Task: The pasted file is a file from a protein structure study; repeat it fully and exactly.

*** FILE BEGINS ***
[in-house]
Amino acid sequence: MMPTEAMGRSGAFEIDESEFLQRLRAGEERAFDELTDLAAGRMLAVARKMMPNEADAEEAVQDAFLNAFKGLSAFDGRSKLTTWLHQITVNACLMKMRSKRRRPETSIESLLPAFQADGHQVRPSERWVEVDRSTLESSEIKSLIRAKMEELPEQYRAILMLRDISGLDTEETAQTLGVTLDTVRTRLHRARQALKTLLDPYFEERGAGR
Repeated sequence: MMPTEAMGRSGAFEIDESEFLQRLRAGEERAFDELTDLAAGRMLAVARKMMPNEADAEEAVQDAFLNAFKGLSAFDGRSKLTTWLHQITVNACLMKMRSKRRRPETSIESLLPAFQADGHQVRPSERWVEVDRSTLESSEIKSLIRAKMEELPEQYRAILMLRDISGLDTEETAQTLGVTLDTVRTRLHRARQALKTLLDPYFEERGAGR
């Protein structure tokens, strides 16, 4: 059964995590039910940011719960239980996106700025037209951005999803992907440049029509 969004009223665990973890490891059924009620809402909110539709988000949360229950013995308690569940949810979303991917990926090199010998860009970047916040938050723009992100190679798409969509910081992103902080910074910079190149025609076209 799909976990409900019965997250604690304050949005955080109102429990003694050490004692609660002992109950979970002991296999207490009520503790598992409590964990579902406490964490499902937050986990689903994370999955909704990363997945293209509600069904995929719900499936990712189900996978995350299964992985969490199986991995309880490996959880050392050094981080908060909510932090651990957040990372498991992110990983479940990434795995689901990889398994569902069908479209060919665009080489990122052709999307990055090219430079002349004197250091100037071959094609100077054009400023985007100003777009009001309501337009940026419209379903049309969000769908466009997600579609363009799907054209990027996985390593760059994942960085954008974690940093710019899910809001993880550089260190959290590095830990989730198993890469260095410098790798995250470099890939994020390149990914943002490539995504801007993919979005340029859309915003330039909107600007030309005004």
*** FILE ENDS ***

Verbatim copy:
[in-house]
Amino acid sequence: MMPTEAMGRSGAFEIDESEFLQRLRAGEERAFDELTDLAAGRMLAVARKMMPNEADAEEAVQDAFLNAFKGLSAFDGRSKLTTWLHQITVNACLMKMRSKRRRPETSIESLLPAFQADGHQVRPSERWVEVDRSTLESSEIKSLIRAKMEELPEQYRAILMLRDISGLDTEETAQTLGVTLDTVRTRLHRARQALKTLLDPYFEERGAGR
Repeated sequence: MMPTEAMGRSGAFEIDESEFLQRLRAGEERAFDELTDLAAGRMLAVARKMMPNEADAEEAVQDAFLNAFKGLSAFDGRSKLTTWLHQITVNACLMKMRSKRRRPETSIESLLPAFQADGHQVRPSERWVEVDRSTLESSEIKSLIRAKMEELPEQYRAILMLRDISGLDTEETAQTLGVTLDTVRTRLHRARQALKTLLDPYFEERGAGR
């Protein structure tokens, strides 16, 4: 059964995590039910940011719960239980996106700025037209951005999803992907440049029509 969004009223665990973890490891059924009620809402909110539709988000949360229950013995308690569940949810979303991917990926090199010998860009970047916040938050723009992100190679798409969509910081992103902080910074910079190149025609076209 799909976990409900019965997250604690304050949005955080109102429990003694050490004692609660002992109950979970002991296999207490009520503790598992409590964990579902406490964490499902937050986990689903994370999955909704990363997945293209509600069904995929719900499936990712189900996978995350299964992985969490199986991995309880490996959880050392050094981080908060909510932090651990957040990372498991992110990983479940990434795995689901990889398994569902069908479209060919665009080489990122052709999307990055090219430079002349004197250091100037071959094609100077054009400023985007100003777009009001309501337009940026419209379903049309969000769908466009997600579609363009799907054209990027996985390593760059994942960085954008974690940093710019899910809001993880550089260190959290590095830990989730198993890469260095410098790798995250470099890939994020390149990914943002490539995504801007993919979005340029859309915003330039909107600007030309005004």